When employing the split body training method we train our muscle almost every day and even when our training session is only dedicated to, for example, back and triceps, other muscle groups also get stimulated at a smaller level, like biceps, chest, and shoulders. The majority of natural lifters will find it very difficult to recover from such training sessions, despite the fact that different body parts are activated in each training session.
When the lifter is again ready to train, for example, shoulders, which he trained earlier in the same week, he has already trained directly and indirectly this muscle group more than two or three times. If the lifter switched to full body training, he could extend his rest days to three, sometimes four days per week, instead of the usual one to two. It’s important to note that some full body training programs rely on training two days per week, training the whole body in each session. But for some people, this may not be enough, so one more day of training is recommended in which weaker muscle groups could be given more stimulus to catch up.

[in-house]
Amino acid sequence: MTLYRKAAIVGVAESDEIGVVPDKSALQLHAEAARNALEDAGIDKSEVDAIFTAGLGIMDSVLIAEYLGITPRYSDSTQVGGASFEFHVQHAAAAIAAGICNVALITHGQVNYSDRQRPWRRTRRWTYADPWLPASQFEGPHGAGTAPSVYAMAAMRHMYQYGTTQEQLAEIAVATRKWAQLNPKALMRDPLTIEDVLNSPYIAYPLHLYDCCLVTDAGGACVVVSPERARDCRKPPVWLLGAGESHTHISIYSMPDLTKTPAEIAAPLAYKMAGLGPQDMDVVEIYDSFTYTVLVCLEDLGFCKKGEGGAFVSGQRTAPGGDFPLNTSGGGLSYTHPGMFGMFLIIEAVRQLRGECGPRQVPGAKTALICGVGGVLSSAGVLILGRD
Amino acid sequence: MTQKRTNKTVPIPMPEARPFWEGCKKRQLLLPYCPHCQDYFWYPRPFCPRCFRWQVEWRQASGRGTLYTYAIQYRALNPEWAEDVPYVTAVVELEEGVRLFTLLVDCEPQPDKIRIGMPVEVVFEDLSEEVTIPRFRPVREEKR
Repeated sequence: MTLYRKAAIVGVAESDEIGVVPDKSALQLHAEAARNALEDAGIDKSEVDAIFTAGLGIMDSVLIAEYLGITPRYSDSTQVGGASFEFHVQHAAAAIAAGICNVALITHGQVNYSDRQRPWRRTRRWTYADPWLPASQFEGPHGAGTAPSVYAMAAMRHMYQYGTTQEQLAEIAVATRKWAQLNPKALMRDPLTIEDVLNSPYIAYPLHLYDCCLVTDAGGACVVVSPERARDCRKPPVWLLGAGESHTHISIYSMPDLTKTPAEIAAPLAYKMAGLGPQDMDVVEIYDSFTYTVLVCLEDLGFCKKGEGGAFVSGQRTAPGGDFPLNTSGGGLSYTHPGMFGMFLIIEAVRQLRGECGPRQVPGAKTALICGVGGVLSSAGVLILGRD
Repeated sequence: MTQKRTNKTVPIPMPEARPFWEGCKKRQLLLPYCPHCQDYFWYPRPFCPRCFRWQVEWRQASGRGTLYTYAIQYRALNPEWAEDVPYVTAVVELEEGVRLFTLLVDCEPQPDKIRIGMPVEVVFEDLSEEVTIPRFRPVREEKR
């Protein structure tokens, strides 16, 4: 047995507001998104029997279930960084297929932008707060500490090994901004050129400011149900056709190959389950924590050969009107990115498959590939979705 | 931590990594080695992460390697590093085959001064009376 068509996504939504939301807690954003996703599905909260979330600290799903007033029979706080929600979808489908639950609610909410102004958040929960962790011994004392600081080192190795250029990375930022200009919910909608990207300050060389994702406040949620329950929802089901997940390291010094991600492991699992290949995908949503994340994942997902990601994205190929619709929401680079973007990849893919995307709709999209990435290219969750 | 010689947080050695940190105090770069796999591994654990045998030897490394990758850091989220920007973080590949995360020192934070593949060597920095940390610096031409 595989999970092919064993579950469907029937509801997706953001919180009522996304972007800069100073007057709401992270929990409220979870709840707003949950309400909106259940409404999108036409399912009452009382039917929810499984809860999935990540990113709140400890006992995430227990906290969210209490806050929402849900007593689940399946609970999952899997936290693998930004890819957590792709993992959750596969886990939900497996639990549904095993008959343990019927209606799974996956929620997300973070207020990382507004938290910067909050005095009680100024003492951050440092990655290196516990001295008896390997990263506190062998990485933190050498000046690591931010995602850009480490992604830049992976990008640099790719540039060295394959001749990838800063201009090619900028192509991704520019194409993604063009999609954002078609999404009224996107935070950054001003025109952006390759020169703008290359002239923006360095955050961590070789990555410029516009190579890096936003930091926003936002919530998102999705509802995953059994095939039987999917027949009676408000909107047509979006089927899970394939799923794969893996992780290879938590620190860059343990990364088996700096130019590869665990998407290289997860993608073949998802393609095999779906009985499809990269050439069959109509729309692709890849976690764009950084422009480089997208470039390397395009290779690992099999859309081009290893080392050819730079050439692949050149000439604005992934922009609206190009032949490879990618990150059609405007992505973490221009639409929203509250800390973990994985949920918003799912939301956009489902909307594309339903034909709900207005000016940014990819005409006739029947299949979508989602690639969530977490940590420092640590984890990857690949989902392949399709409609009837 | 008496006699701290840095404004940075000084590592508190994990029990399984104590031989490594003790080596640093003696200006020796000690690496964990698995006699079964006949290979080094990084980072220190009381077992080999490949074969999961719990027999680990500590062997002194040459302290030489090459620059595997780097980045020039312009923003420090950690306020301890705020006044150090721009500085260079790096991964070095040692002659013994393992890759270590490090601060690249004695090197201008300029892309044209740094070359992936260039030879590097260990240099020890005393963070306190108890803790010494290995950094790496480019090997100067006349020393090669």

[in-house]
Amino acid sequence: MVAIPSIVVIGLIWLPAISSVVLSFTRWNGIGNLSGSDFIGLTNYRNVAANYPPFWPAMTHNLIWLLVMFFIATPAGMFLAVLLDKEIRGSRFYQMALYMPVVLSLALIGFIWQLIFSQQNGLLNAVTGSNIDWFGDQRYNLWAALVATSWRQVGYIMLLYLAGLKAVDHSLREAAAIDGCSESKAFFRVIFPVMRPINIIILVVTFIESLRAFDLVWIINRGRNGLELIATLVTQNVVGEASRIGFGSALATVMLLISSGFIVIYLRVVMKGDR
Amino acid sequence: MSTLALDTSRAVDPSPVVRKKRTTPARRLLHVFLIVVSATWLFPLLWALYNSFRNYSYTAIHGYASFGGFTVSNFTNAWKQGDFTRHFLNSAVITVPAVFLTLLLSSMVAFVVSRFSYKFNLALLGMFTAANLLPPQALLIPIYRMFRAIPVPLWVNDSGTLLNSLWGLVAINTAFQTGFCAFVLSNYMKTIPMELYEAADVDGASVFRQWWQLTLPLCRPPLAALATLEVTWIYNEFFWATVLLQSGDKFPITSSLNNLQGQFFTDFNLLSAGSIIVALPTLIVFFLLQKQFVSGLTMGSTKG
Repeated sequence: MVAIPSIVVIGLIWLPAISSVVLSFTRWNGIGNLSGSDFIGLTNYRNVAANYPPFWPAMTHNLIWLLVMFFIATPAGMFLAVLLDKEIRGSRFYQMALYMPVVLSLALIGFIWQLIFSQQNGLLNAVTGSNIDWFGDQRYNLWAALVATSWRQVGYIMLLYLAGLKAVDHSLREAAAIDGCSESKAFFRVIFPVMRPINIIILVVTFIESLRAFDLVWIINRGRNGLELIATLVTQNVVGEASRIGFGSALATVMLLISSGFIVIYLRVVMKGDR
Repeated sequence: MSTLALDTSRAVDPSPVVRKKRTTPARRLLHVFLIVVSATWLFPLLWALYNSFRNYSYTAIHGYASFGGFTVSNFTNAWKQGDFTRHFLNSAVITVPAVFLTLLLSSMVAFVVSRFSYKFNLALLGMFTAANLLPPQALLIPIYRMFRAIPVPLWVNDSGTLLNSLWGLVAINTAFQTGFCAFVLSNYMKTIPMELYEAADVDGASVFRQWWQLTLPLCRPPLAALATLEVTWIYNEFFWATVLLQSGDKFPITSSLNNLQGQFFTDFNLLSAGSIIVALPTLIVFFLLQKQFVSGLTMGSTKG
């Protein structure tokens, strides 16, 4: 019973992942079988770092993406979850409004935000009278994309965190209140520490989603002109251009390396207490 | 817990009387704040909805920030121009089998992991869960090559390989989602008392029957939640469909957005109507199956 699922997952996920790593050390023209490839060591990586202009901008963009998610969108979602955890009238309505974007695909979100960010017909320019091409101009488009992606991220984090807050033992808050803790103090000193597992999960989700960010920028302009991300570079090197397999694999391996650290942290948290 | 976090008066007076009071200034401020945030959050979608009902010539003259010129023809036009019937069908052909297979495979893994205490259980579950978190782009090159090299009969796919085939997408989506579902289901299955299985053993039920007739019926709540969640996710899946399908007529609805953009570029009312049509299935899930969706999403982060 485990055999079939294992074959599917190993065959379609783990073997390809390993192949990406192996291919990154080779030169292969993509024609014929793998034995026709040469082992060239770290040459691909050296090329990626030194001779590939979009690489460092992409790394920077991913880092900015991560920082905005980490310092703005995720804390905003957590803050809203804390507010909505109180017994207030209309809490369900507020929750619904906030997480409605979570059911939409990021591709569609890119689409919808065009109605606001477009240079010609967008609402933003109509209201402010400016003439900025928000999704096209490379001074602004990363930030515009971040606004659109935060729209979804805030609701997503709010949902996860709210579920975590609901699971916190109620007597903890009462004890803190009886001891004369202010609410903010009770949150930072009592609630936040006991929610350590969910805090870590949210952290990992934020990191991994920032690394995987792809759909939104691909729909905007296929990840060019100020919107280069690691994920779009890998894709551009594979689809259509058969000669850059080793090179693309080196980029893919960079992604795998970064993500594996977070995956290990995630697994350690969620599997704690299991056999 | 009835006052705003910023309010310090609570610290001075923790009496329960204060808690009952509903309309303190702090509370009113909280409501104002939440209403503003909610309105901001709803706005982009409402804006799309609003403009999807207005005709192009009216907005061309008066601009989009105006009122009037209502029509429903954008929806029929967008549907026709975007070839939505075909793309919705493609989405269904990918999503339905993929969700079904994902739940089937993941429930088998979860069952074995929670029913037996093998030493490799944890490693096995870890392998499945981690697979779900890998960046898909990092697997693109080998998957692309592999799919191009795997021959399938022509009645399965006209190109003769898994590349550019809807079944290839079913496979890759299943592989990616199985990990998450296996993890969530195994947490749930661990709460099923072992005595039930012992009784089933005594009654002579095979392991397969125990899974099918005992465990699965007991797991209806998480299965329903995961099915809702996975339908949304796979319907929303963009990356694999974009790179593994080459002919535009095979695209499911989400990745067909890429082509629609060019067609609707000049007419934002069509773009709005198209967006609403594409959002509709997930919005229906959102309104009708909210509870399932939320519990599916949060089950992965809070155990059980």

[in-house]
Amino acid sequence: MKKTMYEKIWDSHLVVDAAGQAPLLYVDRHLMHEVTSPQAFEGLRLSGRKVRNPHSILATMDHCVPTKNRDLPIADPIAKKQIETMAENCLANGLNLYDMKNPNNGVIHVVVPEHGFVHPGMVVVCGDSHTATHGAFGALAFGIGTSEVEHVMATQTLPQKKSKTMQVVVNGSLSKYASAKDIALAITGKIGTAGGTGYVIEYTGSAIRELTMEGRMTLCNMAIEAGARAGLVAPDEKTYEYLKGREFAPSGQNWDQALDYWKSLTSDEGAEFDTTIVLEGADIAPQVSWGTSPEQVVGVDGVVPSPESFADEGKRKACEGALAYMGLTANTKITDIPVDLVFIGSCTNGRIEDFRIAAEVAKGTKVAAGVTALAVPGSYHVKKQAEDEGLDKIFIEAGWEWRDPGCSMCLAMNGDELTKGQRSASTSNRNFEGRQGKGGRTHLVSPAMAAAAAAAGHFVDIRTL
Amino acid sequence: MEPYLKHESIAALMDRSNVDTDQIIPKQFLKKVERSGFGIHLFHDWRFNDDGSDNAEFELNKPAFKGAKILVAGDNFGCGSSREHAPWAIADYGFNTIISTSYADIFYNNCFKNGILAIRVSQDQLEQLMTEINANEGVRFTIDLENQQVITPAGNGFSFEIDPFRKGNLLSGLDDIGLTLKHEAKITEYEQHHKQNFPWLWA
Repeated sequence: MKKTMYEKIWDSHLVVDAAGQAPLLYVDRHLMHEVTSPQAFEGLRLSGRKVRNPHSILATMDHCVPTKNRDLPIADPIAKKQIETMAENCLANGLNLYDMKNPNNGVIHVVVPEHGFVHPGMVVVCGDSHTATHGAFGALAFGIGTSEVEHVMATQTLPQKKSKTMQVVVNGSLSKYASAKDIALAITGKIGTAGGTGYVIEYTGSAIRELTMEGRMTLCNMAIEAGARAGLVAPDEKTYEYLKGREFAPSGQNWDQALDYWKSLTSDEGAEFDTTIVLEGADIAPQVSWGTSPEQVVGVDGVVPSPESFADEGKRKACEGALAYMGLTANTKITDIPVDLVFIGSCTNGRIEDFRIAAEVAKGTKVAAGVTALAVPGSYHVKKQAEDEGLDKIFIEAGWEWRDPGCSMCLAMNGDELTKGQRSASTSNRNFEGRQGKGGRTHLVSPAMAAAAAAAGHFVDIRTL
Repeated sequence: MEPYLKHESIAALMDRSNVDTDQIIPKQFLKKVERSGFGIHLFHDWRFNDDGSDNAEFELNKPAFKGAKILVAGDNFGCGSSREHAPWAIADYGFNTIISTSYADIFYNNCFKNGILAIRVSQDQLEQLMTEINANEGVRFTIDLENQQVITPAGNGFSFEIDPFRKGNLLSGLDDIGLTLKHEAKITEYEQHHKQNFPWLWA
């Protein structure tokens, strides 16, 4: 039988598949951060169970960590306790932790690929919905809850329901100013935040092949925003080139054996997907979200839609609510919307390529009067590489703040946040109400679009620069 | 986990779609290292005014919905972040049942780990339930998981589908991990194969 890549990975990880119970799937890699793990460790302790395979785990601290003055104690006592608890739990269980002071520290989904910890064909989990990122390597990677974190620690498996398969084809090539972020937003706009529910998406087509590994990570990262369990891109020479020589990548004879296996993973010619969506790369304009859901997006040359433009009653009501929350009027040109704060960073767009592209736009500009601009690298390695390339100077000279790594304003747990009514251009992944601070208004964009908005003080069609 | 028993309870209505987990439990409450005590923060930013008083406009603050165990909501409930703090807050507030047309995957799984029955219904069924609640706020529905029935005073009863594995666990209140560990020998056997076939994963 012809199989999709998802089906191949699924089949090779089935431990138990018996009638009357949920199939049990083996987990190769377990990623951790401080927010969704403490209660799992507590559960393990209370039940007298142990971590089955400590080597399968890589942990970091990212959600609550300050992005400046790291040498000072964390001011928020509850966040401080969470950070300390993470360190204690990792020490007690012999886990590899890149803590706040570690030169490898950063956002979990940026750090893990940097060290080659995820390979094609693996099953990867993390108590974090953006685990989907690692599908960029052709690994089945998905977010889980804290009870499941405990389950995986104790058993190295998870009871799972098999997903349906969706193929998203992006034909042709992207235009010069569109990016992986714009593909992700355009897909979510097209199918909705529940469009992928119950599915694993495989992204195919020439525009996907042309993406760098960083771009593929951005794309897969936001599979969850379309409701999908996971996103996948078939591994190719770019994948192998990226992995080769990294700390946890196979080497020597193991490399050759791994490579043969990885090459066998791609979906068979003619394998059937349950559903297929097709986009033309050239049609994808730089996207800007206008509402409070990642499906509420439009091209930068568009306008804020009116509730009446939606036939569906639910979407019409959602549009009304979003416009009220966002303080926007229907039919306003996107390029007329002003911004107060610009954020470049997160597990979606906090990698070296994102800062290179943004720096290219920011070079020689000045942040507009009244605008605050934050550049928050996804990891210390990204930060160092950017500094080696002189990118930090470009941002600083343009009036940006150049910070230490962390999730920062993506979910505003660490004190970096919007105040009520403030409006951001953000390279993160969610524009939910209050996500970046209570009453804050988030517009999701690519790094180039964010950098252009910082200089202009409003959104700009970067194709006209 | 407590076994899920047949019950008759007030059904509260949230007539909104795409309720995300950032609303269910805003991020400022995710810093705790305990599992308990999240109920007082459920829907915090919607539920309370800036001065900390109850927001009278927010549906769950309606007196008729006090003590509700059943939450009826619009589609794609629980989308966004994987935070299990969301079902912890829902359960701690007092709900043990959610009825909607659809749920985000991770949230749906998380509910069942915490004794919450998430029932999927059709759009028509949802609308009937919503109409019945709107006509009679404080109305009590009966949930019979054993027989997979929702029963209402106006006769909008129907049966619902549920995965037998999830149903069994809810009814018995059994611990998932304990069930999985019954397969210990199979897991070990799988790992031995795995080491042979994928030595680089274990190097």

3. Enables you to train more often
Full body training is also very suitable for more advanced lifters who need greater training volume and training frequency. Lots of strength training professionals think that the more we activate a muscle, the more likely this muscle will grow. With full body training we can target each muscle up to 4 times per week.